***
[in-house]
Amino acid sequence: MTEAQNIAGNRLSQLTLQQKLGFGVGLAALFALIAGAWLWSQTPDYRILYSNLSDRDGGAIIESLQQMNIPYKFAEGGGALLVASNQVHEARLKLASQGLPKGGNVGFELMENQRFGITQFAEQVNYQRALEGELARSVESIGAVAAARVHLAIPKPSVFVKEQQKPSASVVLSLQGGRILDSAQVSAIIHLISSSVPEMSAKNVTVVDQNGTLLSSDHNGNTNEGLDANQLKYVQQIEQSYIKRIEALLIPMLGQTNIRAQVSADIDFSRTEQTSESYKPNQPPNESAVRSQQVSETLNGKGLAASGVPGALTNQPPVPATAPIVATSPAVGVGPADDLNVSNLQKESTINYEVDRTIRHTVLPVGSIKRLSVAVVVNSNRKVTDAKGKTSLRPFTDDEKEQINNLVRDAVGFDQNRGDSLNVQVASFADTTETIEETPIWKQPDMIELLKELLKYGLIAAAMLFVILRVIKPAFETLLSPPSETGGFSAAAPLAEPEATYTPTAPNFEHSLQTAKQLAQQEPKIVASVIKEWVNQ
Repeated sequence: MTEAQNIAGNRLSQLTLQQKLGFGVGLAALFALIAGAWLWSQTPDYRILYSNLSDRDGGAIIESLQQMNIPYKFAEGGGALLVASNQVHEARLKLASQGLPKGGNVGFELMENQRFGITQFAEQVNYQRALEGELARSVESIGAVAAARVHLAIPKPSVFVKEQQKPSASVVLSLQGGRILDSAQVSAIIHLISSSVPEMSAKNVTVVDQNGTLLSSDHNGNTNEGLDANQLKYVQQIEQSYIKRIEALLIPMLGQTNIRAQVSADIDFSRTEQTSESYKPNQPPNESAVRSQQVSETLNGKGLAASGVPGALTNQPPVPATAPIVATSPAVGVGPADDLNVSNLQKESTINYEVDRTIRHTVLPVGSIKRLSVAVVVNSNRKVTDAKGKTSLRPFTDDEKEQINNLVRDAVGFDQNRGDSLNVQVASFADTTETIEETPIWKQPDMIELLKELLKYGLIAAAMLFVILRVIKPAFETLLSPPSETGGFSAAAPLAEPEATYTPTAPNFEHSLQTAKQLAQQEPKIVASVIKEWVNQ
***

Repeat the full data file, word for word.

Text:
[in-house]
Amino acid sequence: MTEAQNIAGNRLSQLTLQQKLGFGVGLAALFALIAGAWLWSQTPDYRILYSNLSDRDGGAIIESLQQMNIPYKFAEGGGALLVASNQVHEARLKLASQGLPKGGNVGFELMENQRFGITQFAEQVNYQRALEGELARSVESIGAVAAARVHLAIPKPSVFVKEQQKPSASVVLSLQGGRILDSAQVSAIIHLISSSVPEMSAKNVTVVDQNGTLLSSDHNGNTNEGLDANQLKYVQQIEQSYIKRIEALLIPMLGQTNIRAQVSADIDFSRTEQTSESYKPNQPPNESAVRSQQVSETLNGKGLAASGVPGALTNQPPVPATAPIVATSPAVGVGPADDLNVSNLQKESTINYEVDRTIRHTVLPVGSIKRLSVAVVVNSNRKVTDAKGKTSLRPFTDDEKEQINNLVRDAVGFDQNRGDSLNVQVASFADTTETIEETPIWKQPDMIELLKELLKYGLIAAAMLFVILRVIKPAFETLLSPPSETGGFSAAAPLAEPEATYTPTAPNFEHSLQTAKQLAQQEPKIVASVIKEWVNQ
Repeated sequence: MTEAQNIAGNRLSQLTLQQKLGFGVGLAALFALIAGAWLWSQTPDYRILYSNLSDRDGGAIIESLQQMNIPYKFAEGGGALLVASNQVHEARLKLASQGLPKGGNVGFELMENQRFGITQFAEQVNYQRALEGELARSVESIGAVAAARVHLAIPKPSVFVKEQQKPSASVVLSLQGGRILDSAQVSAIIHLISSSVPEMSAKNVTVVDQNGTLLSSDHNGNTNEGLDANQLKYVQQIEQSYIKRIEALLIPMLGQTNIRAQVSADIDFSRTEQTSESYKPNQPPNESAVRSQQVSETLNGKGLAASGVPGALTNQPPVPATAPIVATSPAVGVGPADDLNVSNLQKESTINYEVDRTIRHTVLPVGSIKRLSVAVVVNSNRKVTDAKGKTSLRPFTDDEKEQINNLVRDAVGFDQNRGDSLNVQVASFADTTETIEETPIWKQPDMIELLKELLKYGLIAAAMLFVILRVIKPAFETLLSPPSETGGFSAAAPLAEPEATYTPTAPNFEHSLQTAKQLAQQEPKIVASVIKEWVNQ